Several factors could explain this generational difference. Younger generations may find it financially advantageous to stay with family to save on expenses such as childcare, utility bills, rent, or future down payments. Additionally, the increasing number of Millennials and Gen Zers choosing to care for family members may contribute to this trend.
Hotspots for Multigenerational Living
When it comes to the areas with the highest percentages of multigenerational households, West Coast metropolitan areas lead the way. Los Angeles stands out, with 35 percent of its millennials and 81 percent of Gen Z residents still living with family members. The high cost of living in this metro area, which is 51 percent above the national average, makes it difficult for young adults to strike out on their own.
California’s Riverside metro area follows closely, with 35 percent of millennials and 85 percent of Gen Zers remaining at home. New York and Providence, Rhode Island, share the third spot, with 28 percent of millennials in the Big Apple living in multigenerational households, while the Renaissance City is home to a higher percentage of Gen Zers in the same situation.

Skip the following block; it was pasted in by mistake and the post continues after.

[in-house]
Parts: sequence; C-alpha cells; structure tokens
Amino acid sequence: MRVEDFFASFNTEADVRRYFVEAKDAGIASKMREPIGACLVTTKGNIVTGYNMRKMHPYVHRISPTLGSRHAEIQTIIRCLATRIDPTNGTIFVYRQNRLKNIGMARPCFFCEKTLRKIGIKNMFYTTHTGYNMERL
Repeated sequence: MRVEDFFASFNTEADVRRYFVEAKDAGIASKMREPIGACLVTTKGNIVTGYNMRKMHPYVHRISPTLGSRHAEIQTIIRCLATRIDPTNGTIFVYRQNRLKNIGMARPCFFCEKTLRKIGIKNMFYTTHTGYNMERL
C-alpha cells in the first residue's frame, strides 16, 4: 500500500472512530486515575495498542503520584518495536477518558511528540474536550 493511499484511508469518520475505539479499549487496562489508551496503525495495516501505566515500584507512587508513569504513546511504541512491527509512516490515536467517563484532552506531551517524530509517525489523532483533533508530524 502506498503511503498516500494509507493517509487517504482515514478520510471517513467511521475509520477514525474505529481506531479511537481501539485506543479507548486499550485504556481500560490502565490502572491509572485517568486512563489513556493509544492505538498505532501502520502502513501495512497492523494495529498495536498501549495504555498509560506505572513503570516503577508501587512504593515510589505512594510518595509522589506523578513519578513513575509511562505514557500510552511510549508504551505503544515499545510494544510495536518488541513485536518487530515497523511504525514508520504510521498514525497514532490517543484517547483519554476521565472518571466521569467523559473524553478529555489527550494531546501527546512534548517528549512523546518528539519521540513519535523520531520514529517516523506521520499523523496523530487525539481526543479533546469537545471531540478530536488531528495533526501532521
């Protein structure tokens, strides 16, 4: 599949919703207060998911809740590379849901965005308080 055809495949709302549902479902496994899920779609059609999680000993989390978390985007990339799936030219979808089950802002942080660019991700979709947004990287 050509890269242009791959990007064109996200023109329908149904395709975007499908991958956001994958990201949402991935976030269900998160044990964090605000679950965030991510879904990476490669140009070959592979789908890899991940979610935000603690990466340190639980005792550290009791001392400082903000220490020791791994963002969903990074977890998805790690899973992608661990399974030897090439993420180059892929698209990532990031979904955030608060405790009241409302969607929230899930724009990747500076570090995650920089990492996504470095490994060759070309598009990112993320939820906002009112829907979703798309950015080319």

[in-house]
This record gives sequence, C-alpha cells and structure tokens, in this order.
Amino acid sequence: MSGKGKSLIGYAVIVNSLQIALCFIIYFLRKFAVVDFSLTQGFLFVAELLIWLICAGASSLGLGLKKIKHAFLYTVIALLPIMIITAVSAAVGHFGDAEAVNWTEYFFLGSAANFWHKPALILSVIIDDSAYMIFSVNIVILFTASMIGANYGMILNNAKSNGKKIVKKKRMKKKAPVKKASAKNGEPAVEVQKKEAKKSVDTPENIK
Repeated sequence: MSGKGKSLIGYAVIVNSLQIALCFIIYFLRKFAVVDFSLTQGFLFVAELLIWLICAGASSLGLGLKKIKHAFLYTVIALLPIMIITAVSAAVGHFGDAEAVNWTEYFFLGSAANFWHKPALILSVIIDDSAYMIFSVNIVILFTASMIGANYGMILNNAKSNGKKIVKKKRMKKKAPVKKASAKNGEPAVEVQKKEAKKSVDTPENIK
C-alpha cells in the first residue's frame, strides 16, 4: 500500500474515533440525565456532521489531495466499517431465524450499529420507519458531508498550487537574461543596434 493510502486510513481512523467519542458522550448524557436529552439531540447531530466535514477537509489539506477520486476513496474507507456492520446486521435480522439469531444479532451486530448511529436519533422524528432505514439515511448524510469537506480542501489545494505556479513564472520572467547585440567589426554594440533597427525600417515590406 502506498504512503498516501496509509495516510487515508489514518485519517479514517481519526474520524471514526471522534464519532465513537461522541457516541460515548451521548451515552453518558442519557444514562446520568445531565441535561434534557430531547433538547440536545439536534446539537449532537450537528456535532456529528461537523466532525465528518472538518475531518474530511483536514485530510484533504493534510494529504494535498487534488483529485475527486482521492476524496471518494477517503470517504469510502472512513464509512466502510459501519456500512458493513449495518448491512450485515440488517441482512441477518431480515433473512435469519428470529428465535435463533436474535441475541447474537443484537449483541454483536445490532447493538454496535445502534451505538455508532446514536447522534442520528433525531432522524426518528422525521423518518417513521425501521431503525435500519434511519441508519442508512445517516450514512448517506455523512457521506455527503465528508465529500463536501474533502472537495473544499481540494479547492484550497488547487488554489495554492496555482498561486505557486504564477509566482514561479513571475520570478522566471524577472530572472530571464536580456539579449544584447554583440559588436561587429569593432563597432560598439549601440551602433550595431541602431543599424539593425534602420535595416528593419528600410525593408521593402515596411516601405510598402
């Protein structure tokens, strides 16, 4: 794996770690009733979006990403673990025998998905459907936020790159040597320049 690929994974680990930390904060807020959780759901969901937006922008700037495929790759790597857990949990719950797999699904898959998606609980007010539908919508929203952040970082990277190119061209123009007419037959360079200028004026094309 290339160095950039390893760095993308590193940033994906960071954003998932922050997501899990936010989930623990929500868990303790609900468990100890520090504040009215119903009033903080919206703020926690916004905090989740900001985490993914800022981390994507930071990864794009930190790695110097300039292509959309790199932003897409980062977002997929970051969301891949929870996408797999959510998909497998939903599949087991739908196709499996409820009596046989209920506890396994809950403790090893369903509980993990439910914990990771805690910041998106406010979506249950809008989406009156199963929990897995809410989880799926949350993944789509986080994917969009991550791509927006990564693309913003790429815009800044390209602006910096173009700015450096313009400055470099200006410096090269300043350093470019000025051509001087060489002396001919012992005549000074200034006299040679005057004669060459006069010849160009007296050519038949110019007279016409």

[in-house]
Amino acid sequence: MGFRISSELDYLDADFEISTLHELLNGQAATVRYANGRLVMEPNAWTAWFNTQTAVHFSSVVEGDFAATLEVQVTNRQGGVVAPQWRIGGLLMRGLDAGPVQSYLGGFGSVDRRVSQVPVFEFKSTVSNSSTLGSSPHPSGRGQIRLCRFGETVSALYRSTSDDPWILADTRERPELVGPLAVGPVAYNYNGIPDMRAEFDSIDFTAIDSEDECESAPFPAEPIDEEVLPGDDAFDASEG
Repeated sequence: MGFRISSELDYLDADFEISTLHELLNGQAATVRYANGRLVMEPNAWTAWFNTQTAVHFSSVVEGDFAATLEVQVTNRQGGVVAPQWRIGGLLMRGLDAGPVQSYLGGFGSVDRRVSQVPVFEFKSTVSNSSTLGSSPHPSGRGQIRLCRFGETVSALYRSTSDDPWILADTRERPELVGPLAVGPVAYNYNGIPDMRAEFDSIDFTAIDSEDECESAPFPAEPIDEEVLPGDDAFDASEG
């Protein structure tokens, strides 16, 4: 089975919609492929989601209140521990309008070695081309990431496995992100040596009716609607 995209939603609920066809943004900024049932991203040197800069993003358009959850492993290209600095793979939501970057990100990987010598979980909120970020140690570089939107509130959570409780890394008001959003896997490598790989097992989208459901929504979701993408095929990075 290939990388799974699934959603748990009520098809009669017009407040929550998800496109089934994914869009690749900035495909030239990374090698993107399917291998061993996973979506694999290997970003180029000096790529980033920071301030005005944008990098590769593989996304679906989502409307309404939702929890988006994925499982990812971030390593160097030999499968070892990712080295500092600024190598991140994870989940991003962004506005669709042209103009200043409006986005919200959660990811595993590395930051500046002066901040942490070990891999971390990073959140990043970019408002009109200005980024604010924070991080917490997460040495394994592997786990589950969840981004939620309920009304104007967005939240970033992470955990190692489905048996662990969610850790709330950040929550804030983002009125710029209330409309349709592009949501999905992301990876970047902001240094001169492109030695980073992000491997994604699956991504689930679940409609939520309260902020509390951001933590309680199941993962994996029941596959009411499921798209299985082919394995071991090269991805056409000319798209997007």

Easiest Places to Leave the Nest
Contrary to the belief that the pandemic has led to more young adults living with their parents, data from over 20 of the largest U.S. metros reveals a different trend. In these areas, the number of Gen Y and Gen Z in multigenerational households has decreased over the past five years, with many of them moving out independently.
One of the most significant declines is observed in Cincinnati, where 67 percent fewer millennials and 60 percent fewer Gen Zers are living with family members compared to 2018.
For Gen Z, Milwaukee, Wisconsin, leads the way in young adults leaving their parental homes, with 62 percent fewer Zoomers in multigenerational households now than five years ago. Similarly, Nashville, Tennessee, has seen a 65 percent decrease in the share of millennials living with family members during the same period.